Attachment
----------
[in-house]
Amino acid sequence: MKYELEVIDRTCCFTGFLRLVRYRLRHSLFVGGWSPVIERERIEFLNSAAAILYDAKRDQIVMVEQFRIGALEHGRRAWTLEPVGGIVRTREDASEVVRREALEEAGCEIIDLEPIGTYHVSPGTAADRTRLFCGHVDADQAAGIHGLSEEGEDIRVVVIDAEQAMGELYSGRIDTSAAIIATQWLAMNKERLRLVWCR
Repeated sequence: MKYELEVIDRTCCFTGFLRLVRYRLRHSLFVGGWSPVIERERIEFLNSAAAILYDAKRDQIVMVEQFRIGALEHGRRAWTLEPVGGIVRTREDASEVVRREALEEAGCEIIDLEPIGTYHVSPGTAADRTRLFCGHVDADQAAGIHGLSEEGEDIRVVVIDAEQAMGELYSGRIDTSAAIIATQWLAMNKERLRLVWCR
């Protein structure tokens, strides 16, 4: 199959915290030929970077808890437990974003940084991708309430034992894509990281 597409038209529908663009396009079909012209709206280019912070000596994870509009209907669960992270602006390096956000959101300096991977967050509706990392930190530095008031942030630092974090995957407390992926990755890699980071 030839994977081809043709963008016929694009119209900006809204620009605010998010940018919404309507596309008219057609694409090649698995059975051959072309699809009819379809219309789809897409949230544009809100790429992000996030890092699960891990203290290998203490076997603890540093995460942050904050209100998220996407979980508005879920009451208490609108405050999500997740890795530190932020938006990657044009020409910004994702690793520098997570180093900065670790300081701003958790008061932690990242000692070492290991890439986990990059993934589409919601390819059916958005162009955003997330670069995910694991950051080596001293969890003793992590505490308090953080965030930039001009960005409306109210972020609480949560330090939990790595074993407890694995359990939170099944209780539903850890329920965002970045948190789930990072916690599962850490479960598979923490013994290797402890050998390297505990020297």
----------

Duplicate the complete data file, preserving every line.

[in-house]
Amino acid sequence: MKYELEVIDRTCCFTGFLRLVRYRLRHSLFVGGWSPVIERERIEFLNSAAAILYDAKRDQIVMVEQFRIGALEHGRRAWTLEPVGGIVRTREDASEVVRREALEEAGCEIIDLEPIGTYHVSPGTAADRTRLFCGHVDADQAAGIHGLSEEGEDIRVVVIDAEQAMGELYSGRIDTSAAIIATQWLAMNKERLRLVWCR
Repeated sequence: MKYELEVIDRTCCFTGFLRLVRYRLRHSLFVGGWSPVIERERIEFLNSAAAILYDAKRDQIVMVEQFRIGALEHGRRAWTLEPVGGIVRTREDASEVVRREALEEAGCEIIDLEPIGTYHVSPGTAADRTRLFCGHVDADQAAGIHGLSEEGEDIRVVVIDAEQAMGELYSGRIDTSAAIIATQWLAMNKERLRLVWCR
């Protein structure tokens, strides 16, 4: 199959915290030929970077808890437990974003940084991708309430034992894509990281 597409038209529908663009396009079909012209709206280019912070000596994870509009209907669960992270602006390096956000959101300096991977967050509706990392930190530095008031942030630092974090995957407390992926990755890699980071 030839994977081809043709963008016929694009119209900006809204620009605010998010940018919404309507596309008219057609694409090649698995059975051959072309699809009819379809219309789809897409949230544009809100790429992000996030890092699960891990203290290998203490076997603890540093995460942050904050209100998220996407979980508005879920009451208490609108405050999500997740890795530190932020938006990657044009020409910004994702690793520098997570180093900065670790300081701003958790008061932690990242000692070492290991890439986990990059993934589409919601390819059916958005162009955003997330670069995910694991950051080596001293969890003793992590505490308090953080965030930039001009960005409306109210972020609480949560330090939990790595074993407890694995359990939170099944209780539903850890329920965002970045948190789930990072916690599962850490479960598979923490013994290797402890050998390297505990020297």